Sleeping accommodation is generously proportioned, adaptable and perfectly suited to coastal and holiday living, with options for double, twin, bunk and multi-bed arrangements. Two of the five bedrooms are on the first floor, each with a good provision of storage and views of the front garden. The family bathroom, illuminated by an overhead roof light, lies between. The remaining three bedrooms are on the ground floor.

Outdoor Space

The surrounding outdoor space is an integral part of this seaside house. The long flower beds along the land side of the house have developed over the years, and are chock-full of mature shrubs, flowering bushes, lavenders and herbs, adding colour and fragrance while attracting hosts of butterflies and bees.

Stone steps twist and rise at the western fringe to the upper terrace, where the coastal views are breathtaking. The outside spaces are well-suited to outdoor dining during warmer months. A barbecue has been built into the sheltered corner of an old wall by the present owners, who brought up the red sandstone from a local quarry.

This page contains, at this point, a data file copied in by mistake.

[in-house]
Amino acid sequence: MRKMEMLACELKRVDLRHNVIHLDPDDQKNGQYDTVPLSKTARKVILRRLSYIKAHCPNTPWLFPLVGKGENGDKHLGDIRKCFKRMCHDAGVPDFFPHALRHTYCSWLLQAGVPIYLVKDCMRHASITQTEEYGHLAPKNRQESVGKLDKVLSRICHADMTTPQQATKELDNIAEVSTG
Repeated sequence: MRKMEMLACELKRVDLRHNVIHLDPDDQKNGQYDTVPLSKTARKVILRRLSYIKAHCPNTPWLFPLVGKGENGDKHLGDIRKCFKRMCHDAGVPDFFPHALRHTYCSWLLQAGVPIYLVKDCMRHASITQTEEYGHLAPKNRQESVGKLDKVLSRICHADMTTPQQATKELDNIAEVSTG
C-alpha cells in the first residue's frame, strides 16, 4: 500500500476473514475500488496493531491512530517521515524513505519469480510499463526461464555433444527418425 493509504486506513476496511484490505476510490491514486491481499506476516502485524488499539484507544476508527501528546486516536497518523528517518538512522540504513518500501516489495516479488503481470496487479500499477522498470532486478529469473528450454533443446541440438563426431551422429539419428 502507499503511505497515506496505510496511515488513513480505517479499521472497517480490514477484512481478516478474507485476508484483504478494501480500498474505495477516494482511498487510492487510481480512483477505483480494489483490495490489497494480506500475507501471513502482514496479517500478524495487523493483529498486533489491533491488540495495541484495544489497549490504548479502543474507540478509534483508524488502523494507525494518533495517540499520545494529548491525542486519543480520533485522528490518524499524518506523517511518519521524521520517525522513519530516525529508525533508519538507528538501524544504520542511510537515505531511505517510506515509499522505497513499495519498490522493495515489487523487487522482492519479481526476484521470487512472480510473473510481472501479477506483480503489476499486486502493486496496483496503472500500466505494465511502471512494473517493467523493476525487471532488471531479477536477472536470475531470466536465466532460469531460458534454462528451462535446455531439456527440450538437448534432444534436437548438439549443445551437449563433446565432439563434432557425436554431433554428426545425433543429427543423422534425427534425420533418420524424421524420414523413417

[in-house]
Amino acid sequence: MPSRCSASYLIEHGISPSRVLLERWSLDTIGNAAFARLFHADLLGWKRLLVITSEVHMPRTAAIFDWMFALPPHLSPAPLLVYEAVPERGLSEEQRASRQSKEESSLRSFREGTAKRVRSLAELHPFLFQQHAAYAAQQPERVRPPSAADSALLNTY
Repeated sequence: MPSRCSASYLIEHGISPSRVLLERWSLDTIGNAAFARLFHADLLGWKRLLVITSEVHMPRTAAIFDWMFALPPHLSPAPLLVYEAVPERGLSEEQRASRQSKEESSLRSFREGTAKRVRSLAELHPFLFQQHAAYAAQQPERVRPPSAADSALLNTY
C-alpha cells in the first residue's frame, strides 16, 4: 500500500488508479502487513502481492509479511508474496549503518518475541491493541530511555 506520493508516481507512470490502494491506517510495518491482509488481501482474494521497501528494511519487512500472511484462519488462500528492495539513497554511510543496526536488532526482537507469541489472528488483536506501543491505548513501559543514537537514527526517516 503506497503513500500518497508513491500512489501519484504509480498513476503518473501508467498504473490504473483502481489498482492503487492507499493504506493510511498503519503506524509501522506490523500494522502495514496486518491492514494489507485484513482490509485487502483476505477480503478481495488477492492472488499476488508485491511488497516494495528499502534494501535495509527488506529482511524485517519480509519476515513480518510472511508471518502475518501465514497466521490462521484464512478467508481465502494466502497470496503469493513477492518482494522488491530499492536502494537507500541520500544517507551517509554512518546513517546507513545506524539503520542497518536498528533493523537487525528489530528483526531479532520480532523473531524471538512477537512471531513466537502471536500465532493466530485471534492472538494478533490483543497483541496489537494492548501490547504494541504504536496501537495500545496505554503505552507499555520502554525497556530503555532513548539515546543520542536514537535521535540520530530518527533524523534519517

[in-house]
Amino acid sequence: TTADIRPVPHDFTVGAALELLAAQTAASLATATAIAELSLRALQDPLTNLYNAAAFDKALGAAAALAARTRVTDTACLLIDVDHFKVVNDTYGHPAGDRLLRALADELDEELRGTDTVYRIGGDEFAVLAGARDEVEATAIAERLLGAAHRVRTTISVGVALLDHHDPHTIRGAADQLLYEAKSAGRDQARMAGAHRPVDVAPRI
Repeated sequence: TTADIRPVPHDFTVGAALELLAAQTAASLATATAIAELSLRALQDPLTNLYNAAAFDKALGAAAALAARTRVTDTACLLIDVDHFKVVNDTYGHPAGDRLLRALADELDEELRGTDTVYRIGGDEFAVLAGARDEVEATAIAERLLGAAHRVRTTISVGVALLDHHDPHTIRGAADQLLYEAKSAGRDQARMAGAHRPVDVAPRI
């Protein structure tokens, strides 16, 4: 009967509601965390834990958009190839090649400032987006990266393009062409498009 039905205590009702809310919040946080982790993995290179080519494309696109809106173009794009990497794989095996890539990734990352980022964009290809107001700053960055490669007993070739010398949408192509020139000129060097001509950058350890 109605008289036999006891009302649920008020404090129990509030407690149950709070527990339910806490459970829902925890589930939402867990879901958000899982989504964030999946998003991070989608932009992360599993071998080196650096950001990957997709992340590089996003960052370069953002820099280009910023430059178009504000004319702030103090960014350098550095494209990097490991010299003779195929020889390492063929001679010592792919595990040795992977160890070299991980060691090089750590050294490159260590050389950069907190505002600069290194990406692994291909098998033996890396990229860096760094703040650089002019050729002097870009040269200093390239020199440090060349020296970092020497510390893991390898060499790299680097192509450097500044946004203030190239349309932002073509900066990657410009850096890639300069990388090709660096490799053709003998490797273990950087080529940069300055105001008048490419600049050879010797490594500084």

A grassy lawn lies in front, ready for games of badminton and croquet, while a gate at the rear of the garden leads directly to the beach.

The Area

Only a grassy path and a scattering of dunes and beach huts separate this home from the expansive sandy beach. Mile upon mile of coastal walks lead south, towards the Snettisham RSPB Reserve, and east, past the beautiful North Norfolk villages of Holme-next-the-Sea, Thornham, Brancaster, Burnham Overy Staithe and onwards to Holkham.